You’ve decided to take up horseback riding – exciting! But what are the best beginner horseback riding boots?
To truly get the most out of the experience and ensure you don’t miss out, you need to invest in a few pieces of crucial gear like helmet, pants and boots. The shoes and boots that most people have in their closets will not make for an enjoyable ride and could even jeopardize your safety, so read on for some pointers about the right footwear.
Horseback Riding Footwear Must-haves
- 1-Inch to 2-inch tall heel. While riding – and especially for new riders – it’s possible for a foot to slip through the stirrups. Not comfortable and not safe. A modest height heel will stop that from happening.
- Moderate traction on the sole of the boot. Your sole will be the main part of your foot that’s touching the stirrup and you don’t want it to slide.
- …But not too much traction. A hiking boot, or a similar boot with deep treads, may get jammed in the stirrup in case of a fall. Hiking boots are also bulky and boxy which are hard to get in and out of stirrups.
- Enclosed foot. Don’t even dream of wearing flip-flops or sandals; I don’t want to imagine your foot if a horse steps on it! Your shoes need to offer some degree of protection in case this happens.
- No laces near the foot. Laces – and tongues – can get caught in the stirrups or other nearby gear. Certain footwear – field boots, riding sneakers – do have laces, riding boot manufacturers have made these laces safe. Your average running shoes are not.
Horse Riding Boot Styles and Footwear Styles
There are many different styles of boots so choose whatever feels good on your feet, fits your budget and is suitable for your type of riding.
Important note: Before you explore your options below, if you are taking up riding to compete in a specific discipline like dressage, jumping, etc, check with the organization that governs your competitions for any riding boot requirements they have.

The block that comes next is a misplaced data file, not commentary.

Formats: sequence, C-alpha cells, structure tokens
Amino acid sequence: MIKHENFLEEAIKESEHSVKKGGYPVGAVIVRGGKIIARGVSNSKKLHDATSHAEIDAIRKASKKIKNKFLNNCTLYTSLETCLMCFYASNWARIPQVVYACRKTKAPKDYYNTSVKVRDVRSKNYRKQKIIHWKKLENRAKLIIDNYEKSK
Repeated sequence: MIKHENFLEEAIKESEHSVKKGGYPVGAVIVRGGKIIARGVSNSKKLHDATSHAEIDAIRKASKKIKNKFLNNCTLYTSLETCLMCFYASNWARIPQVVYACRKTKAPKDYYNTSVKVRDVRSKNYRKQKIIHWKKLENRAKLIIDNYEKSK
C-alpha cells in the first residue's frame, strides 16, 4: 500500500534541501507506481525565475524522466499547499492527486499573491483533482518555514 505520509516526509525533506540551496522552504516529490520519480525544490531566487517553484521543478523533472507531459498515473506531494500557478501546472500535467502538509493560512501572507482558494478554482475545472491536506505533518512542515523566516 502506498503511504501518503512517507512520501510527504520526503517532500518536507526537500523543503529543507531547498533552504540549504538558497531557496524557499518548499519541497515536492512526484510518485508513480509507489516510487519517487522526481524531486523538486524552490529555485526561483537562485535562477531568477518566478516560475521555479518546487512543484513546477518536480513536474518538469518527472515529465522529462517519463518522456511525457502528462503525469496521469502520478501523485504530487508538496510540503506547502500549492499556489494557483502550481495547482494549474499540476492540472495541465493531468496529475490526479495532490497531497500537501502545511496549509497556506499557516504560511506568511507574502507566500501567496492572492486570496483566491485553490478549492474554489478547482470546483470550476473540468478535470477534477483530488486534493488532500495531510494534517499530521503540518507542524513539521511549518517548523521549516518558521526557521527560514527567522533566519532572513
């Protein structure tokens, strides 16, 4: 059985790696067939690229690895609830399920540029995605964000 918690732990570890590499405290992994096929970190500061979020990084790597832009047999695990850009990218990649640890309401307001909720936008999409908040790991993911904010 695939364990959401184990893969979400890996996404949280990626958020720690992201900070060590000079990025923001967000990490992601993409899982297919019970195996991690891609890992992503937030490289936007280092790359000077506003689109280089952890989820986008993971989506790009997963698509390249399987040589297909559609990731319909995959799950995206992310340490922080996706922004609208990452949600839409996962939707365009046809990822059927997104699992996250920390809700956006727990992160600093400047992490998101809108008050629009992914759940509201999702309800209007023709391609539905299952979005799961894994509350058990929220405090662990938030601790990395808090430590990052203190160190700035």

First of all, boots can be divided into English riding boots and Western riding boots.
English Riding Boots
These boots were specifically designed for English-style riding, in which the stirrup leathers can chafe, rub or even pinch your legs if you don’t have the right gear (boots and/or pants).
The boots are mostly made out of leather but can also be made out of materials like PVC and rubber. In addition to choices about material, English riding boots come in several different styles, generally falling into one of two categories: tall riding boots and short riding boots.
On a side note, many English riders also ride draft horses. They are awesome, and if you are looking for horseback riding boots for beginners because you have a draft horse then click on the link to head over to that article and see all about them.
Tall riding boots (eg: dress boots, dressage boots, field boots, Footwear)
As the name suggests – states outright, in fact – tall riding boots are tall and come most of the way up your calf. These stylish numbers were seen in Downton Abbey and have long been considered the standard for English horseback riding.
If you’re getting a tall boot, know that there are calf widths to choose from in addition to shoe widths.
- Rigid and relatively inflexible: rather than being a bad thing, this is actually helpful to give extra stability while riding
- Style tip: that piece that comes up higher only on the outside of the knee on some boots is called a ‘Spanish Top’
- Look similar to dress boots but are more flexible, and this flexibility can have a noticeable, positive impact if you’re in jumping competitions
- Most easily differentiated from dress boots by the laces on the top of the foot at the ankle; dress boots are smooth across the top. (Were you wondering about the laces, given the list of must-haves? The laces are tight in the boot and can’t be caught in the stirrup. Most field boots have a zipper up the calf to put the boot on and take it off.)